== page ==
Part of the realignment for Sinterklaas was also due to Protestants believing the true gift giver should be the Christ Child, or Christkindl, and the date for giving gifts changed to the celebration of his coming birth on Christmas Eve.
Not to overlook the Byzantine division of the Claus brand architecture, who some say hugely influenced attributes of Sinterklaas, was Saint Nicholas of Myra. He dates back to the 4th century. Saint Nick was a bishop in what is now Turkey, and widely known for his generosity to the poor. Even today he is revered and characterized by his canonical robes.
Enter the early 19th and 20th centuries where Santa's brand awareness really snowballs. Clement Clarke Moore's 1822 poem, Twas the night before Christmas, lit up Santa's brand like a Christmas tree, defining much of his modern attributes. Not long after, it is revealed that Santa lives at the North Pole and helped by an army of magical elves with a herd of flying reindeer. By 1934 there is a pop culture blizzard, including the introduction of the well-known song, "Santa Claus Is Coming to Town". Santa thus become an icon. Everybody knows him and that he's makin' his list and checking it twice—all to find out who's naughty or nice.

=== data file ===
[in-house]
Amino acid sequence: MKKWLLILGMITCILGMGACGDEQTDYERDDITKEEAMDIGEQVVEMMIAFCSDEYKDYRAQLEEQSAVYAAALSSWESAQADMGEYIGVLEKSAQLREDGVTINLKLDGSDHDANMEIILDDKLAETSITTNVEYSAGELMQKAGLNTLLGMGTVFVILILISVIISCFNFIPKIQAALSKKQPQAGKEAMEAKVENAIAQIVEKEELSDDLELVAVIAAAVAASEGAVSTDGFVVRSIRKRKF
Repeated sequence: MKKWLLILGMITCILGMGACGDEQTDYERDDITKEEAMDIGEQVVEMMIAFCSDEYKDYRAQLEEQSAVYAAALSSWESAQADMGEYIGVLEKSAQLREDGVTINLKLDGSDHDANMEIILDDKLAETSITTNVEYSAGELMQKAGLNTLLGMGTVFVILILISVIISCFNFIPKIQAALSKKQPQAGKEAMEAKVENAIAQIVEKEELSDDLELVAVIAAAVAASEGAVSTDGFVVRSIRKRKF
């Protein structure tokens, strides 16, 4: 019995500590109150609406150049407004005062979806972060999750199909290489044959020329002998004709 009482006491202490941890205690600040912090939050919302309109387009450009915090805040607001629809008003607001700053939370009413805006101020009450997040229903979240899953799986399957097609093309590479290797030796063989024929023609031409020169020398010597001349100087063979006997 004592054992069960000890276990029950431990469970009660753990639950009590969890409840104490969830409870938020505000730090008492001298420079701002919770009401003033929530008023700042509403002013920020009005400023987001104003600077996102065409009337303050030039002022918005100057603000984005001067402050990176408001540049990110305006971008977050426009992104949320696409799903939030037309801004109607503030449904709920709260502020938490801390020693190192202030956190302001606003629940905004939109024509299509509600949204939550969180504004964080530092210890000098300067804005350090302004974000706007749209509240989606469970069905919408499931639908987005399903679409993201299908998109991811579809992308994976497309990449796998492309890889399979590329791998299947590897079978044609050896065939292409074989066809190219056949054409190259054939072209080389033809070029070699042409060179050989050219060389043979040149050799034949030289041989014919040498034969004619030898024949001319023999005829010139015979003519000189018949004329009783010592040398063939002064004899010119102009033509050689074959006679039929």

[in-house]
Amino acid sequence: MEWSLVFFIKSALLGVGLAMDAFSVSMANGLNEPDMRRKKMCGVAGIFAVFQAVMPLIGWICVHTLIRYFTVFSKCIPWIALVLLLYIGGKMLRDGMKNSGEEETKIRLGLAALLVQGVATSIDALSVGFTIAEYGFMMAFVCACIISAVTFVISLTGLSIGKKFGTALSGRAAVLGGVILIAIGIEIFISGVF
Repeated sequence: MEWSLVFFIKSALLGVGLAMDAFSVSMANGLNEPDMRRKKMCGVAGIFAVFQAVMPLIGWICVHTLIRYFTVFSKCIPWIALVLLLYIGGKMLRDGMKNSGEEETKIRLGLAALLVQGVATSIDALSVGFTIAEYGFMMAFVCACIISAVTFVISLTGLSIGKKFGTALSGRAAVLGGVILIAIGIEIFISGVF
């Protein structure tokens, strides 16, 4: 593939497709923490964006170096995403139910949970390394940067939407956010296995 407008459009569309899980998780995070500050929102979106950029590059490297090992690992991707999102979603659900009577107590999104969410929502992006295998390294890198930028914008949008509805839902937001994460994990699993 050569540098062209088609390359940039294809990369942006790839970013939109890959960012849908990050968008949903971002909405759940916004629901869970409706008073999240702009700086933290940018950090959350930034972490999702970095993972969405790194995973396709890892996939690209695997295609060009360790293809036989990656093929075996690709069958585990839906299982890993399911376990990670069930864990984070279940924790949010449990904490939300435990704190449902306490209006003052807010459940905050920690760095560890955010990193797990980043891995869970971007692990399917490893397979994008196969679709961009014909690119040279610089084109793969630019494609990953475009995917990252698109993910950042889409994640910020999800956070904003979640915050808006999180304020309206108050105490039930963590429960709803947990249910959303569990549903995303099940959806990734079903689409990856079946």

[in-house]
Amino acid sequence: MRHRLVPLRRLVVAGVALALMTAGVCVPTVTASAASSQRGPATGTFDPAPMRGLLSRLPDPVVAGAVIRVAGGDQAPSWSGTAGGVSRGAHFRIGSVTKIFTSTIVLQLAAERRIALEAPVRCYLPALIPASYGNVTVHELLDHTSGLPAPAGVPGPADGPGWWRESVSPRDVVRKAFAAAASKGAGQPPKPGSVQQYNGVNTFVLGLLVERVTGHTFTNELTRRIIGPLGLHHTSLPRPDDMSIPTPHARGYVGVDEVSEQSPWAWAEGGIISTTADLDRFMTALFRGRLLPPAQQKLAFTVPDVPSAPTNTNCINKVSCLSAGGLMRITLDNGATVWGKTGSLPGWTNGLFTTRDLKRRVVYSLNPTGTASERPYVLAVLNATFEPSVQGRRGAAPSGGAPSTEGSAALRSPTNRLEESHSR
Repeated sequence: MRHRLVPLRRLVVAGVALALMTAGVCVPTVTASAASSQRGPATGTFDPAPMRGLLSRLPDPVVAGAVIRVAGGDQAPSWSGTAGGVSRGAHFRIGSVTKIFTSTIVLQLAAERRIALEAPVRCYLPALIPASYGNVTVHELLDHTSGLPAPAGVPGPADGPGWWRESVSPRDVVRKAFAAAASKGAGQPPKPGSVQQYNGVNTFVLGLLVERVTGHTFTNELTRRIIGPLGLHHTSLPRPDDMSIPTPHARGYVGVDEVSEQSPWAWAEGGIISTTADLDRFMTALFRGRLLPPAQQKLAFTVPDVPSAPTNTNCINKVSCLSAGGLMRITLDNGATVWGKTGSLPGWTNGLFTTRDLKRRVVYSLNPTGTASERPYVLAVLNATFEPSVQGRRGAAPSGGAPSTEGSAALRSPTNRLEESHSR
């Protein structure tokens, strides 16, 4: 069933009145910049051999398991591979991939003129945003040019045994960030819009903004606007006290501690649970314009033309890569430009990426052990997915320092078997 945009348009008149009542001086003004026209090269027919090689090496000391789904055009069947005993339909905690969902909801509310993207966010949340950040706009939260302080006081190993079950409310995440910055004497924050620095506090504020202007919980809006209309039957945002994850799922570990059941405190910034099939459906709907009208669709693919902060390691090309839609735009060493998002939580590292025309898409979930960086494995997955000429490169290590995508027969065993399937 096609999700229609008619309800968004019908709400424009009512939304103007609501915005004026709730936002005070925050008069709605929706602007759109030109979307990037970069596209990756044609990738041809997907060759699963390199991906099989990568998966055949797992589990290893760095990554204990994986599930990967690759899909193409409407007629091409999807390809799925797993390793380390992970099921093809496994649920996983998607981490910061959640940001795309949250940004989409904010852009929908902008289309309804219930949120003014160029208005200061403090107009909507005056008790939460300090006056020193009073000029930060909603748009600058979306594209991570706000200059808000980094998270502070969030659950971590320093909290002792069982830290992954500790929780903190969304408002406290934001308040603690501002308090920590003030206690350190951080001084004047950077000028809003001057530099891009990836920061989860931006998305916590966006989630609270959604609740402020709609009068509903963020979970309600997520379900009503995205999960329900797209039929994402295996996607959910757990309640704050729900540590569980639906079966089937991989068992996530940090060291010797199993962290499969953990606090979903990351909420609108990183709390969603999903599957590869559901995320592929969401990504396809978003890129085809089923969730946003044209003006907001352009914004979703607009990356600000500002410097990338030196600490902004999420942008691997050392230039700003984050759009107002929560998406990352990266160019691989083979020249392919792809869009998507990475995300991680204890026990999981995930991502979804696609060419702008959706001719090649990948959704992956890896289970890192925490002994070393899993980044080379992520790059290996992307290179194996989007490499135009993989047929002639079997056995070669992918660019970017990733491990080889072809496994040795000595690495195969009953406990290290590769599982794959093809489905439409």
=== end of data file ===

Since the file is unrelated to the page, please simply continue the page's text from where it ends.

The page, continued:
Therefore, submitted for your approval (and yours, Santa)...
1. Determine the most appropriate brand-positioning attribute.
Santa Claus works all year long without complaint to make sure that good boys and girls are given a gift. Santa looks out to see who is naughty and nice. Okay, so you might be a touch mischievous—he still leaves a gift. And on that special night, once a year, he makes good on his promise of spreading Christmas cheer.
2. Devise a distinctive way to articulate the brand position and develop a brand personality that customers can use to introduce the brand.
He is jolly ole Saint Nick—always cheerful, happy and generous, asking nothing in return (well, except for a nibble of some cookies and a sip of milk).
Jolly ole Saint Nick
His mantra: Ho Ho Ho ... Merry Christmas!
3. Establish graphic standards.
A red arctic suit, white beard, a smile on red cheeks with a twinkle in his eye ... what more does he need.
4. Implement internal branding programs to reward employees for behaving in ways that are consistent with the brand personality.
The naughty or nice list is the single greatest management tool ever devised.
"You better watch out, you better not cry, you better not pout I'm tellin' you why ... Santa Claus is comin' to town..."
5. Consistently and uniquely execute the branding program.
Throughout his brand building process, Santa has consistently been attentive to children, returning each year with the promise of a gift, be it a toy, a treat, or perhaps a wish come true. He is never less than expected, and sometimes more. He lives the ChristKindl spirit of giving of himself without reward or repayment.